Tuesday, December 1, 2015

Starting A Suburban Tree Nursery, Part I: Planting the Seeds

This site has a lot of potential for an apple orchard
This site has a lot of potential for an apple orchard
In a post I wrote a few months back, I talked about starting a tree nursery in my suburban neighborhood.  Well, that idea has started to come to fruition.  And, as promised, I am going to show you the entire process for as long as I can keep it going.  In today's post, I will outline all of the steps I took to hopefully start the trees from the ground up--more specifically, how I grew them from seeds.

I must first give credit to the author of little house on the urban prairie, a blog that I started following after hearing Mark Shepard mention him/her on the permaculture podcast.  It was his/her post titled "Chestnuts and Hazels for the Future" that I learned of this method of starting trees from seed.  The author wrote the post in 2010, and he/she started hazelnuts and chestnuts using this method.  According to post dated in September 2014, those trees can now be purchased for $10 a piece.  If you're interested in buying a tree or two, follow this link to check out the details.

That being said, let's continue with my project currently underway.

Materials

For this project, you're going to need:
  • 3-gallon plastic pot
  • hardware cloth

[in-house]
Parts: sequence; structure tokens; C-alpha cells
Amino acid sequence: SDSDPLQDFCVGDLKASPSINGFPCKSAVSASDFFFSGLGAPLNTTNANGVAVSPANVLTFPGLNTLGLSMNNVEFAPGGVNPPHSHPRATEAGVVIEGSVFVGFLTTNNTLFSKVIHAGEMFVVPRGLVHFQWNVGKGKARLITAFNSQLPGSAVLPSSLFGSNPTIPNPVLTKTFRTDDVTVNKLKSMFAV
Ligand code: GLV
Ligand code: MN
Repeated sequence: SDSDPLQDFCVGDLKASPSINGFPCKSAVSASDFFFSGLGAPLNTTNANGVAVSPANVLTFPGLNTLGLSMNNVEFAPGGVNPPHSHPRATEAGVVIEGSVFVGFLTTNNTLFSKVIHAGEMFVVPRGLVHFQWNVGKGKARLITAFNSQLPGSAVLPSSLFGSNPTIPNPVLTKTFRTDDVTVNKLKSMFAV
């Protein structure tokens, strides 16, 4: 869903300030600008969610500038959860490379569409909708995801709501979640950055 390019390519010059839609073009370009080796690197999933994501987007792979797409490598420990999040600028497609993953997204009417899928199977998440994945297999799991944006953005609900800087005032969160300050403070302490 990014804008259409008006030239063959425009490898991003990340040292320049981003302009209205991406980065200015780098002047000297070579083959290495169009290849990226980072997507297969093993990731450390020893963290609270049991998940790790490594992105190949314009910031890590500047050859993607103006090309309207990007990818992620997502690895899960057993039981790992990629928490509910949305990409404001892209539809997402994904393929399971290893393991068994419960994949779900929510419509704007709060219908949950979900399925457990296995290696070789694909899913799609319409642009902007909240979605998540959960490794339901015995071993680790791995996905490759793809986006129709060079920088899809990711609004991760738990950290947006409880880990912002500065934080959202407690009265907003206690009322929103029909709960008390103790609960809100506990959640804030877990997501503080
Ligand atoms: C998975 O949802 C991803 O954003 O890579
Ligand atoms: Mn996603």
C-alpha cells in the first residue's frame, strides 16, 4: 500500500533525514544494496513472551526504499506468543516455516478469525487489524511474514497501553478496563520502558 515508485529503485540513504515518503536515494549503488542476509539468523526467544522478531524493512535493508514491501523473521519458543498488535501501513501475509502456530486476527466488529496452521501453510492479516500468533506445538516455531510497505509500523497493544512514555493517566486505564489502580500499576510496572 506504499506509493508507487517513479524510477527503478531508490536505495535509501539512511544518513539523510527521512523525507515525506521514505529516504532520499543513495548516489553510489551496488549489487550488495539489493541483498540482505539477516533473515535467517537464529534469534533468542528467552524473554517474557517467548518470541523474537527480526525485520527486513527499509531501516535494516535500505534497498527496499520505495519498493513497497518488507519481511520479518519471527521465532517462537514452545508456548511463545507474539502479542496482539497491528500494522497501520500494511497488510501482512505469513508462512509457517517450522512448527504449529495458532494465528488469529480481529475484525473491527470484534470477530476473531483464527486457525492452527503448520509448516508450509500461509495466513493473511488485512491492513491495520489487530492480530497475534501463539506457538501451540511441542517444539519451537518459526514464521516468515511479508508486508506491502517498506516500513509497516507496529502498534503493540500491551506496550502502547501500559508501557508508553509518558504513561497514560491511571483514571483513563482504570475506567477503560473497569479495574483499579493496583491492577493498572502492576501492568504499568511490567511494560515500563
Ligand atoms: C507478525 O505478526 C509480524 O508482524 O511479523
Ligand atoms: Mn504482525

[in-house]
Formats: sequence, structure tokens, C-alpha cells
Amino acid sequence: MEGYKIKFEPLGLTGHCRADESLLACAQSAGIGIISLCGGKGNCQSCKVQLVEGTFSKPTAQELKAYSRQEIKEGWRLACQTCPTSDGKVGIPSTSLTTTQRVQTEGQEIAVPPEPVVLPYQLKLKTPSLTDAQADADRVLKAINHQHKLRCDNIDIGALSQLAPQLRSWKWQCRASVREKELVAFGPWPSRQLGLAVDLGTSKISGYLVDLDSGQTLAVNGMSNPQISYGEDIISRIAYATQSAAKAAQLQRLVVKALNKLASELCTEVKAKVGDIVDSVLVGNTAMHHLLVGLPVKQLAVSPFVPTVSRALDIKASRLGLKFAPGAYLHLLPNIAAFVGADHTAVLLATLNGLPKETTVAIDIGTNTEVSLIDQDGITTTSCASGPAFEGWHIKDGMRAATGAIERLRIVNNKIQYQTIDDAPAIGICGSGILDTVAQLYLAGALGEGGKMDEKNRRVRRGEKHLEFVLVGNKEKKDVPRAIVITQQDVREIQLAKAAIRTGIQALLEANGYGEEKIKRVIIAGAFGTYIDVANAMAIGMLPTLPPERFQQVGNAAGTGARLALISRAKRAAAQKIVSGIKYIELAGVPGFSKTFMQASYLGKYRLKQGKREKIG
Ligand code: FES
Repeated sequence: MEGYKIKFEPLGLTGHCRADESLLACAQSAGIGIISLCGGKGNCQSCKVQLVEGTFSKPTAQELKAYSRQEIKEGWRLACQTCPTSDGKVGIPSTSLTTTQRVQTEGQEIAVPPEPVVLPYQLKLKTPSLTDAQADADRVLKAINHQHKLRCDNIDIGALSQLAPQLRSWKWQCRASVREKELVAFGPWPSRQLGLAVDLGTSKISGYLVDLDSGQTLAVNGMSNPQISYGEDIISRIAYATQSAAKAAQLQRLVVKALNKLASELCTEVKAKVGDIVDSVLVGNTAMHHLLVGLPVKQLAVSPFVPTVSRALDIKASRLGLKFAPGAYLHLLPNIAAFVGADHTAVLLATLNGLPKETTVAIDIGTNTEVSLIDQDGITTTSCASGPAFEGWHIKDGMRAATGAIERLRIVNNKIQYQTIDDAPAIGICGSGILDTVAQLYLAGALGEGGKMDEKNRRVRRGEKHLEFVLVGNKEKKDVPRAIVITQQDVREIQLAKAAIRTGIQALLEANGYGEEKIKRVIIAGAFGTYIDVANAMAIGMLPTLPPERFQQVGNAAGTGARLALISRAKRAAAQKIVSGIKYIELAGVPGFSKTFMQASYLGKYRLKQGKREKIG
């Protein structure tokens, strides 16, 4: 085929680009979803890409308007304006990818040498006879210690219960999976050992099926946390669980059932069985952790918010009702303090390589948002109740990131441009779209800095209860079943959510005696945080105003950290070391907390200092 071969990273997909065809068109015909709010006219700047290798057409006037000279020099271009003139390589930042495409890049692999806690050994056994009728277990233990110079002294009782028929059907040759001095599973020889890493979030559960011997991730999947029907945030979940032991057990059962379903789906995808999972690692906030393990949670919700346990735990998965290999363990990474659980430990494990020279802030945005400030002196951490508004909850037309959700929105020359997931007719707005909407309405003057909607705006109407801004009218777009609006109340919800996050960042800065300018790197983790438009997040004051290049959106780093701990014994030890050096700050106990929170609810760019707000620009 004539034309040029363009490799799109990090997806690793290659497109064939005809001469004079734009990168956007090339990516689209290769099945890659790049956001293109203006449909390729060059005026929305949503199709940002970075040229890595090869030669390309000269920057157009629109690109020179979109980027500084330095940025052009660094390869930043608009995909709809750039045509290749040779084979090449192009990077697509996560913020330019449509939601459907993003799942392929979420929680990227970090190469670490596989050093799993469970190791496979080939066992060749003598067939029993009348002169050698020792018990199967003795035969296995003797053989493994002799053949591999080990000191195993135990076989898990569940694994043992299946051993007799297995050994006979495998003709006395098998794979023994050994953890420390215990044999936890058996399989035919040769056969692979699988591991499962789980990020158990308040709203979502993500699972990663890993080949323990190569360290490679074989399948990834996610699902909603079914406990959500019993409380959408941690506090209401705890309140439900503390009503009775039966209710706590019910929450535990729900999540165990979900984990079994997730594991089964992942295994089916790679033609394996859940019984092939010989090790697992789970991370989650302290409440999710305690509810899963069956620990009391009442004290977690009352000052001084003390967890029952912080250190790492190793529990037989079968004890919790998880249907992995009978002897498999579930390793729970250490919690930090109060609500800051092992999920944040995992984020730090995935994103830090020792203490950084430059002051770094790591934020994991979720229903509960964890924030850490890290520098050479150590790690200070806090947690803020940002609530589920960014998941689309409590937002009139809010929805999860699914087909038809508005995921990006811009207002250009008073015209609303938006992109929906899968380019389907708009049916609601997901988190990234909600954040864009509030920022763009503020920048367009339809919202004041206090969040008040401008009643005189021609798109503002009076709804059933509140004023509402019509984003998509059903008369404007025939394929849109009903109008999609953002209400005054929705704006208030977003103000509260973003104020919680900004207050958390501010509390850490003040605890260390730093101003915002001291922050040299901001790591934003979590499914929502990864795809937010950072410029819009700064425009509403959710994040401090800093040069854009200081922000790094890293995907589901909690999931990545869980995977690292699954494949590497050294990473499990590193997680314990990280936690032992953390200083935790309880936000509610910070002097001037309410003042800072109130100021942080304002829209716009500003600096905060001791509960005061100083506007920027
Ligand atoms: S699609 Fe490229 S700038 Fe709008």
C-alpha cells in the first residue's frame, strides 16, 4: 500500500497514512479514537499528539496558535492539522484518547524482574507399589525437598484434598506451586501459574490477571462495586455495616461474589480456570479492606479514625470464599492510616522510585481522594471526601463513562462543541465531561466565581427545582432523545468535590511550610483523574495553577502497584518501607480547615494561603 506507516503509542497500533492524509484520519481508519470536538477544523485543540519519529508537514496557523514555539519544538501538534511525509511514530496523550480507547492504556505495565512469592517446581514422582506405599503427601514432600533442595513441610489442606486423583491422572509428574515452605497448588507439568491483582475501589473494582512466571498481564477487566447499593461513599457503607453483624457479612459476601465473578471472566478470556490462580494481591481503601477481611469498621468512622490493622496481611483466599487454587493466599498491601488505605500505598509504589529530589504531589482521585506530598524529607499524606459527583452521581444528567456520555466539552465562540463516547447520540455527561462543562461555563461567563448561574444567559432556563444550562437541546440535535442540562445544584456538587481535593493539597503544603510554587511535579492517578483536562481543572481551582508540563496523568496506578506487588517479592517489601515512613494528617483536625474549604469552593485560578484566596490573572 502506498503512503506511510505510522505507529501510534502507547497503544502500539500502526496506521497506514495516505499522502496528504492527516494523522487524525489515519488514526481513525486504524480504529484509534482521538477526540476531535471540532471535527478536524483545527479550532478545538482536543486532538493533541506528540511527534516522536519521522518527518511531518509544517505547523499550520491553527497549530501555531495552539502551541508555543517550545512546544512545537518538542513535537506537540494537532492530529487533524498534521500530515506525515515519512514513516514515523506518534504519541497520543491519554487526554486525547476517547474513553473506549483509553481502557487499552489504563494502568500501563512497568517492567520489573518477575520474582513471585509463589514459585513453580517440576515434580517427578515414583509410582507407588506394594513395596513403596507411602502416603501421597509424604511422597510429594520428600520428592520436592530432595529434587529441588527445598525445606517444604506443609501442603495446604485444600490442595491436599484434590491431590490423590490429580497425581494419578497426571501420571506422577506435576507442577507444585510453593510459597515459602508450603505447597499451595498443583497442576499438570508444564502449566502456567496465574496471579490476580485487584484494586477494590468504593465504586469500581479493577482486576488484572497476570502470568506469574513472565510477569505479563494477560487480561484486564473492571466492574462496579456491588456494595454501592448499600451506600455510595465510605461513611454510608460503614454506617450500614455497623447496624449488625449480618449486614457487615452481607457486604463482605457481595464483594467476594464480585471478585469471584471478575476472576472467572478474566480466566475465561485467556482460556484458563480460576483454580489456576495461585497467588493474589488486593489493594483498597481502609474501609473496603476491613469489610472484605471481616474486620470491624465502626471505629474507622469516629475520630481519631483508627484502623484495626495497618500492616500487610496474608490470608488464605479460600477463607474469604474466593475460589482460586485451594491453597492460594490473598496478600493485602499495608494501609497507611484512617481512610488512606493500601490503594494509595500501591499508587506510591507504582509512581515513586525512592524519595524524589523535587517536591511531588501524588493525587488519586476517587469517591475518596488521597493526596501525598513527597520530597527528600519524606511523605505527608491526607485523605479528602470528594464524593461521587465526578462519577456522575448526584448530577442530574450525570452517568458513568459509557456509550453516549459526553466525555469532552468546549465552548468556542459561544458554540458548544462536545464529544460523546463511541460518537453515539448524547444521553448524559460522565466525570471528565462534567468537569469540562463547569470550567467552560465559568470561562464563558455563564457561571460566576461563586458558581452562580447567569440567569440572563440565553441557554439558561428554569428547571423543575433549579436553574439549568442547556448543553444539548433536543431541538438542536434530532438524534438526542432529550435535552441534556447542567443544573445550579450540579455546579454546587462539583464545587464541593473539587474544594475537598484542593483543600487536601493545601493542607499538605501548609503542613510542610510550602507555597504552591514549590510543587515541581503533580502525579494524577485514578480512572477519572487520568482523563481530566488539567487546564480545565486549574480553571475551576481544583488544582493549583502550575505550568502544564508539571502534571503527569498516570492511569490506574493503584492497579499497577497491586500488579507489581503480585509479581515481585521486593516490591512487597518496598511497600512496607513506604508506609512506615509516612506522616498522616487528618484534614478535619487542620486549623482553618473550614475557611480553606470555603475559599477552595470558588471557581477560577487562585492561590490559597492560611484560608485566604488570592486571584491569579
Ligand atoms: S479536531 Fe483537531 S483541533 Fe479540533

• a pair of wire cutters
  • some zip ties
  • knife

Materials needed to start a lot of apple trees from seed
Everything you'll need for this project, except for zip ties

Total cost was roughly $19; nine for the hardware cloth, eight for the wire cutters, and two for the zip ties.  I already had a knife.  Imagine that.

Oh yeah, and you're also going to need a spot in your yard that is in a sunny location. 

Instructions

Step 1 - Cut out the bottom of the pot.

Simple 3-gallon plastic pot for growing apples from seed

Plastic pot with the bottom cut out

Using the knife, cut out the bottom of the plastic pot.  This is to prevent the bottom of the pot from interfering with the roots of the trees once they start growing in the ground.  Shouldn't be too hard, unless the plastic is super thick.



Step 2 - Cut out a peice of hardware cloth and position it into the bottom of the pot.

Hardware cloth fitted into the bottom of the plastic pot used for growing apples from seed

Although we don't want the root growth to be inhibited, we also don't want critters digging up through the bottom of the pot to eat our seeds over the winter (however unlikely that is).  The solution is to put hardware cloth in the bottom so the roots can grow through while preventing any moles, voles or groundhogs from gaining access to them from the bottom.  Use the wire cutters to cut out of piece of hardware cloth to stick into the bottom of the pot.  I simply fitted it snugly into the bottom without using any zip ties.



Step 3 - Pick a sunny spot in the yard and dig a hole slightly smaller than the size of the pot.

First, I have to clear all this vegetation out of my planting area.

If you have nice spot in your yard that's easy to get to and gets plenty of sun, that's great.  Less work for you.  I, however, only had a spot with enough sun where plenty of new vegetation (including wild grape vines, invasive roses, oriental bittersweet plants, and more) had already started growing.  So I had to spend a few days hacking away at vines, pulling weeds and piling up dead branches to get my area ready for planting.  The picture above is what I started with.

Now there is a bit more space to work with.

Ahh, that's a little easier to work with.  Now to find the perfect spot.